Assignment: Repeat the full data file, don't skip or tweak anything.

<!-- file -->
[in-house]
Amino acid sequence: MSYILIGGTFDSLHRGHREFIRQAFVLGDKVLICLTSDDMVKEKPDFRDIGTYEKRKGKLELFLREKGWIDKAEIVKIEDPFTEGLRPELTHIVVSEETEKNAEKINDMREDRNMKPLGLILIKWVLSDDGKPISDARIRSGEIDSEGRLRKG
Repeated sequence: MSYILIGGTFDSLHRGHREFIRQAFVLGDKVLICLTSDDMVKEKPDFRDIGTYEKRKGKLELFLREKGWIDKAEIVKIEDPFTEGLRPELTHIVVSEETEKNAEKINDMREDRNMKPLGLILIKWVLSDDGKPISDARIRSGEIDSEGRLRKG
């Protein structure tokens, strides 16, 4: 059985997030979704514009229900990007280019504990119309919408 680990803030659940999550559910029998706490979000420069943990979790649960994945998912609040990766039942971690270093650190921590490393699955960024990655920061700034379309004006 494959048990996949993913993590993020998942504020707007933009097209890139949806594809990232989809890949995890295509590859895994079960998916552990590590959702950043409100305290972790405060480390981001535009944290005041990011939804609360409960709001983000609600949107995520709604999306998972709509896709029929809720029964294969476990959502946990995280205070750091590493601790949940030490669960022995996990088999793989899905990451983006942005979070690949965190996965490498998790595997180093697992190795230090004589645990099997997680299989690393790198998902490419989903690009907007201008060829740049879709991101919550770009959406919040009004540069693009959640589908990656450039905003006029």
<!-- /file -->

[in-house]
Amino acid sequence: MSYILIGGTFDSLHRGHREFIRQAFVLGDKVLICLTSDDMVKEKPDFRDIGTYEKRKGKLELFLREKGWIDKAEIVKIEDPFTEGLRPELTHIVVSEETEKNAEKINDMREDRNMKPLGLILIKWVLSDDGKPISDARIRSGEIDSEGRLRKG
Repeated sequence: MSYILIGGTFDSLHRGHREFIRQAFVLGDKVLICLTSDDMVKEKPDFRDIGTYEKRKGKLELFLREKGWIDKAEIVKIEDPFTEGLRPELTHIVVSEETEKNAEKINDMREDRNMKPLGLILIKWVLSDDGKPISDARIRSGEIDSEGRLRKG
């Protein structure tokens, strides 16, 4: 059985997030979704514009229900990007280019504990119309919408 680990803030659940999550559910029998706490979000420069943990979790649960994945998912609040990766039942971690270093650190921590490393699955960024990655920061700034379309004006 494959048990996949993913993590993020998942504020707007933009097209890139949806594809990232989809890949995890295509590859895994079960998916552990590590959702950043409100305290972790405060480390981001535009944290005041990011939804609360409960709001983000609600949107995520709604999306998972709509896709029929809720029964294969476990959502946990995280205070750091590493601790949940030490669960022995996990088999793989899905990451983006942005979070690949965190996965490498998790595997180093697992190795230090004589645990099997997680299989690393790198998902490419989903690009907007201008060829740049879709991101919550770009959406919040009004540069693009959640589908990656450039905003006029």